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The Suffolk Journal

Your School. Your Paper. Since 1936.

The Suffolk Journal

Your School. Your Paper. Since 1936.

The Suffolk Journal

ICA exhibit figures colors

ICA+exhibit+figures+colors

Boston’s Institute of Contemporary Art (ICA) presents an imaginative display of color and form in its new exhibition, “Figuring Color.”

 

 

The exhibit, organized by ICA Senior Curator Jenelle Porter, features the works of four artists: Kathy Butterly, Felix Gonzalez-Torres, Roy McMakin, and Sue Williams.

Separately, the various paintings, installations and sculptures hold the agendas of their creators, but in unity they serve to educate about the use of color and form in representing notions of the body, both physical and mental.

Ironically, a literal representation of the body never appears in the exhibition.

“Each work in ‘Figuring Color’ uses color to represent a metaphorical body — a body rendered as vessel, pure color, abstraction, line, field, or allegor,”’ Porter said in a press release. “At the beginning of the exhibition, color is used to evoke a physical representation of the body that becomes increasingly emotional as you move through the galleries.”

Each of the four “Figuring Color” galleries communicates a new theme particular to the experience of color, form and the body.

The first gallery serves mainly to emulate the physical and exterior aspects of the body. Warm, fleshy colors blend coolly with the provocative forms of the art.

Butterly’s small, glazed ceramic sculptures, whose promiscuous form and blend of fleshy and bright colors are intended to provoke, humor, and shock the viewer; certainly possess their own personality.
A striking work by McMakin also resides in this gallery. A flesh-colored chair with a rounded bottom reminiscent of a human behind, it serves both to remind of the body (it is an object directly in contact with the body) and imitate it through its color and shape.

The connecting gallery employs the themes of the unseen: the interior, abstract, and absent.  The viewer enters through a red, beaded curtain by Gonzalez-Torres named “Untitled (Blood).”

The work, created in 1992, calls attention to the AIDS epidemic, from which Gonzalez-Torres passed away.

Also in this gallery are Williams’ paintings, which use the interior body to relay political messages about topics like violence and capitalism.

Depicted in her work “American Enterprise” (2009) are human organs in the patriotic colors of red, white and blue, a response to the US involvement in war.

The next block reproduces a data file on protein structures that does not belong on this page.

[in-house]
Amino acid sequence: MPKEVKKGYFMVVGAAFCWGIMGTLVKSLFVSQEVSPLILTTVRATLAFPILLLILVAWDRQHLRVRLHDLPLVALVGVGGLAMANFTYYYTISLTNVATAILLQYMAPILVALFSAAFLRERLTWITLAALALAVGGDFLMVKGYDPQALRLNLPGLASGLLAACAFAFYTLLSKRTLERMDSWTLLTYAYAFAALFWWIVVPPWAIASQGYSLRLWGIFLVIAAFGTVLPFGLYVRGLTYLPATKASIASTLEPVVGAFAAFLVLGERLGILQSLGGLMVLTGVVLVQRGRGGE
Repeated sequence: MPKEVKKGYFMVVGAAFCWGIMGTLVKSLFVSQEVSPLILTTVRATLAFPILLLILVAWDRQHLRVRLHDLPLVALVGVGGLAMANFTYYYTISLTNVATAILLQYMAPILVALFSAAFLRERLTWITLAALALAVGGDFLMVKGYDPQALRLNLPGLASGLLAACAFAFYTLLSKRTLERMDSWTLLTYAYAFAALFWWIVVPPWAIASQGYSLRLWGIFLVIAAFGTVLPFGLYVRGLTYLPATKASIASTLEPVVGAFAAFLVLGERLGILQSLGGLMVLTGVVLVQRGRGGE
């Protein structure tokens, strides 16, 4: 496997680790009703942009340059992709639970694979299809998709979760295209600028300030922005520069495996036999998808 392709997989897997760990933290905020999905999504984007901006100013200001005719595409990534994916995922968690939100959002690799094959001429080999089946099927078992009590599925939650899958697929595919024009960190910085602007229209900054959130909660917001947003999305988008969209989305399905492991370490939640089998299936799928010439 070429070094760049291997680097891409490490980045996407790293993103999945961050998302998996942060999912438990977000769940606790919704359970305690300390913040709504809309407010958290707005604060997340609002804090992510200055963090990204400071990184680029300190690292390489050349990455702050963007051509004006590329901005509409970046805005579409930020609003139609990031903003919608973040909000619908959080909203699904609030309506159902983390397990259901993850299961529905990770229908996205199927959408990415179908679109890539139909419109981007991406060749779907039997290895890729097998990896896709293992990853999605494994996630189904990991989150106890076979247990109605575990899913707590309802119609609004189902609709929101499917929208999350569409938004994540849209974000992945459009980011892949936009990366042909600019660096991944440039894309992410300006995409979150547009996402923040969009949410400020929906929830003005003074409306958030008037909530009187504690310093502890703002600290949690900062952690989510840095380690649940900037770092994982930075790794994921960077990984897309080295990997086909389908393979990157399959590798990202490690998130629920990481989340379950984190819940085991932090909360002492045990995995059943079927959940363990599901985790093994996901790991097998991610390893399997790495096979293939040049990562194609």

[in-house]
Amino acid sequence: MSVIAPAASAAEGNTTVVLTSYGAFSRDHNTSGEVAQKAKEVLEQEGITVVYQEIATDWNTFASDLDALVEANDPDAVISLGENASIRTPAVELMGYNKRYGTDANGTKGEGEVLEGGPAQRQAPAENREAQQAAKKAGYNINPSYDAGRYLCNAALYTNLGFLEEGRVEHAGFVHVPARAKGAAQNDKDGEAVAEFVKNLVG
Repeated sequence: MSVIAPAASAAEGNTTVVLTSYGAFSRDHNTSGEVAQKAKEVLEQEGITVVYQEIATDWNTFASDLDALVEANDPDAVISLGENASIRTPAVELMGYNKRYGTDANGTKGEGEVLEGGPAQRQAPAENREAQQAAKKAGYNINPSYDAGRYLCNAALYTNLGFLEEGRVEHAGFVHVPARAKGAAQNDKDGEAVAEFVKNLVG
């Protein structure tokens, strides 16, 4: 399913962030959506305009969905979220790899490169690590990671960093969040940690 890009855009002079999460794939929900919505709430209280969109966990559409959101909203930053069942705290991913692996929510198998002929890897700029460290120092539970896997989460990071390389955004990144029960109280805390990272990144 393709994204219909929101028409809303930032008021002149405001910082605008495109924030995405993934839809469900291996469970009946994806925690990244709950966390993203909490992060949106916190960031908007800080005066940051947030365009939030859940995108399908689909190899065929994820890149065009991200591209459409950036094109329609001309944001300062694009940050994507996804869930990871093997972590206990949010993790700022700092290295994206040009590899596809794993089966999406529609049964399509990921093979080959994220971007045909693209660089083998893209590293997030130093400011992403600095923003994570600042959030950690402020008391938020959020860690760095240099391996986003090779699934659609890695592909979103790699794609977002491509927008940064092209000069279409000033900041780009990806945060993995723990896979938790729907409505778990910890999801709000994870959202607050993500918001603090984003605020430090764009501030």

The other two spaces in this gallery are remarkably different from each other.  One copes with memory and sadness, surrounded by many blues and grays; the other is jubilant and eye-popping in nature. It seems, only at first, this oddity diminishes the impact of the exhibition, but it does well to portray a rounded example of the effect color and form can have in art.

Displayed in the third gallery is Gonzalez-Torres’s 1991 sculpture, “Untitled (Lover Boys),” a self portrait of the artist and his partner, who also lost his life to AIDS.  The sculpture is meant to weigh 355 pounds, about the weight of the couple combined.

Used as material for the portrait is blue and white wrapped candy that lies on the floor of the gallery, intending a feeling of melancholy.  The viewer is meant to take a piece of the candy and consume it, an effort of the artist to share a part of himself with his audience.

McMakin also uses color to explore memory and loss in his work. Named after his mother, “Lequita Faye Melvin” (2003) consists of individual sculptures created from the sketches he made from memory of the furniture found in the homes of his family.  Each sculpture lacks the original color of the furniture and is instead painted a somber grey.

Seen in the final gallery space are the lively works by each of the four artists, together for the first time in the exhibition. A small but significant encore appears near the exit, “Untitled (Fear),” Gonzalez-Torres’ blue-tinted mirror, inviting visitors to view their own reflection.
“Figuring Color” will exhibit until May 20, 2012.

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ICA exhibit figures colors